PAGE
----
I’ve output large prints on Hahnemuhle Daguerre Canvas and Museum Etching now, and for smaller prints, I’ve also used Hahneumhle Photo Rag and Fine Art Baryta, all of which are showing excellent results. The printer reproduces a huge color gamut, amazing tonal range, easily achieved vivid and highly saturated colors, as well as breathtaking black and white prints.

At $3,995 on B&H and another $900 just to replace a full set of ink cartridges, this certainly isn’t a printer for the hobbyist. There are over a thousand pages in the multiple User Manuals, and it takes a fair bit of reading and studying just to figure out how to set up the paper and start printing. But if you have a need for large prints, and are somewhat technical and enjoy getting your hands dirty, like I do, then you’ll love this printer.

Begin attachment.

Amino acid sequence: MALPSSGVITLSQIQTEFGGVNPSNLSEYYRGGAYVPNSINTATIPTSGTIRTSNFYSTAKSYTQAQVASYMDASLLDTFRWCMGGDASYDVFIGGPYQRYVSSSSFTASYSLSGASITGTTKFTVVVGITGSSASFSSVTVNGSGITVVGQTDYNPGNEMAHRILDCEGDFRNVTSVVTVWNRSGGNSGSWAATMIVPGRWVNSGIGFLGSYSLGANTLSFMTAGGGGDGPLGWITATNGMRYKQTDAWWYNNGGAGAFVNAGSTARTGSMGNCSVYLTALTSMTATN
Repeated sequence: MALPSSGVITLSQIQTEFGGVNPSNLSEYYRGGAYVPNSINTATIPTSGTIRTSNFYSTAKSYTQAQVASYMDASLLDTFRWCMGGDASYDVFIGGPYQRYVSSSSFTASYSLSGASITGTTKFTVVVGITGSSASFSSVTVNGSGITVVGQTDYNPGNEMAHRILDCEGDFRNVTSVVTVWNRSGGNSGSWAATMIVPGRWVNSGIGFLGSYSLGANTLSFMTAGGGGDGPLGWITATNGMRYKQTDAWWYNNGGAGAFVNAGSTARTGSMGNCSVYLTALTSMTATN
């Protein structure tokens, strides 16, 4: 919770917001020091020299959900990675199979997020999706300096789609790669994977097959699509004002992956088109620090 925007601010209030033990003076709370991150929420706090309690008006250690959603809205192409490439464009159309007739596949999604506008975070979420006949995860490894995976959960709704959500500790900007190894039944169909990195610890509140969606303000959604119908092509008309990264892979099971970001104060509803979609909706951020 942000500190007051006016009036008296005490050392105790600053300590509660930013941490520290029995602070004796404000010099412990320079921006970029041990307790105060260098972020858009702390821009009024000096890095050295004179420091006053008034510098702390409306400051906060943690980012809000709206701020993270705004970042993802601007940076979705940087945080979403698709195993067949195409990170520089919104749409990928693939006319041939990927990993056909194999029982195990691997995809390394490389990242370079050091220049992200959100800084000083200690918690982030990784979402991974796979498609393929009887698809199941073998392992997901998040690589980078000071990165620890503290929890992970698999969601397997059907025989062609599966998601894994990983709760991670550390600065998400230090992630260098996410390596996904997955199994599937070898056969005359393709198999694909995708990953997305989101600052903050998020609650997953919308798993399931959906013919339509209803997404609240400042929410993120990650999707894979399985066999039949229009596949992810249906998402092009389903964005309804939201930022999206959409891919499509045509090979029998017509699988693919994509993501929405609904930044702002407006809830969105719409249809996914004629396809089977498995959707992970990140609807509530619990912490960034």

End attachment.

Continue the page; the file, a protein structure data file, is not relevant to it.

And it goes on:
Just make sure you have enough space to put it, and a few friends to help you get it set up, or buy the white glove delivery service when you buy the printer, and you won’t regret a thing.


Podcast show-notes:

Details of iPF6350: http://bit.ly/MBPiPF6350

Buy from B&H: http://bit.ly/BHiPF6350

Music from Music Alley: http://www.musicalley.com/


Audio

Download the Enhanced Podcast M4A files directly.


Almost Too Easy!

Almost Too Easy!

Things are getting so easy! This is a good thing of course, most of the time…

When I first bought my Canon Pixus Pro 9500 printer, the first time I had to change an ink cartridge I was lost. I’d been used to having to press buttons for a number of seconds etc. to get the print head into a position that allowed me to change the ink cartridge. Once done, I had to press a button to get the head back to the home position and ready to go again. This of course is easy enough, but when I first got my old printer, I had to read the manual to find out how to do this.

With the Pixus Pro 9500 I opened the digital manual and started looking and it still wasn’t obvious. Being a tad on the impatient side, I stood up and lifted the top cover of the printer to see if there were any instructions in there. As I did so, the print head moved into the cartridge changing position and the cartridge that was empty was flashing at me!